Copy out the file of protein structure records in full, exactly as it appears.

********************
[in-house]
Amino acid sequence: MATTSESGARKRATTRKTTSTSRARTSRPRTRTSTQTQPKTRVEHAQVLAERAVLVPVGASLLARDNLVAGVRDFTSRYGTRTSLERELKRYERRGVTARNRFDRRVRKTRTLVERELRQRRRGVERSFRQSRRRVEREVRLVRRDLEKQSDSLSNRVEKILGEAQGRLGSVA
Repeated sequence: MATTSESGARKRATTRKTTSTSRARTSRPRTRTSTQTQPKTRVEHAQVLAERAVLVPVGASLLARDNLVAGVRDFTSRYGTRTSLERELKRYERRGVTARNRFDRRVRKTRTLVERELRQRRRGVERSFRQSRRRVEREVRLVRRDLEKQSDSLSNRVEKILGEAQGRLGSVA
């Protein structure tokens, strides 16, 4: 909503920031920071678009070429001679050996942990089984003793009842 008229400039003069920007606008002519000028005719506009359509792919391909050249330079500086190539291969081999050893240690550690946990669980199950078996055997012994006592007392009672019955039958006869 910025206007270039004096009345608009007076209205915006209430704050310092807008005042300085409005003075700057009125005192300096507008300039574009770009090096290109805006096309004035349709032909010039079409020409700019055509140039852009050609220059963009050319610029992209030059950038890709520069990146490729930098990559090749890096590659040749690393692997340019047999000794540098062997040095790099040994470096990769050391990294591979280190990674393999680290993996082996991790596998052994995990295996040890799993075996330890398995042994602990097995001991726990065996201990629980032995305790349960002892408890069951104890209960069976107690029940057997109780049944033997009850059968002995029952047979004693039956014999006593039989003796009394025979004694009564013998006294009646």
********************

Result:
[in-house]
Amino acid sequence: MATTSESGARKRATTRKTTSTSRARTSRPRTRTSTQTQPKTRVEHAQVLAERAVLVPVGASLLARDNLVAGVRDFTSRYGTRTSLERELKRYERRGVTARNRFDRRVRKTRTLVERELRQRRRGVERSFRQSRRRVEREVRLVRRDLEKQSDSLSNRVEKILGEAQGRLGSVA
Repeated sequence: MATTSESGARKRATTRKTTSTSRARTSRPRTRTSTQTQPKTRVEHAQVLAERAVLVPVGASLLARDNLVAGVRDFTSRYGTRTSLERELKRYERRGVTARNRFDRRVRKTRTLVERELRQRRRGVERSFRQSRRRVEREVRLVRRDLEKQSDSLSNRVEKILGEAQGRLGSVA
């Protein structure tokens, strides 16, 4: 909503920031920071678009070429001679050996942990089984003793009842 008229400039003069920007606008002519000028005719506009359509792919391909050249330079500086190539291969081999050893240690550690946990669980199950078996055997012994006592007392009672019955039958006869 910025206007270039004096009345608009007076209205915006209430704050310092807008005042300085409005003075700057009125005192300096507008300039574009770009090096290109805006096309004035349709032909010039079409020409700019055509140039852009050609220059963009050319610029992209030059950038890709520069990146490729930098990559090749890096590659040749690393692997340019047999000794540098062997040095790099040994470096990769050391990294591979280190990674393999680290993996082996991790596998052994995990295996040890799993075996330890398995042994602990097995001991726990065996201990629980032995305790349960002892408890069951104890209960069976107690029940057997109780049944033997009850059968002995029952047979004693039956014999006593039989003796009394025979004694009564013998006294009646």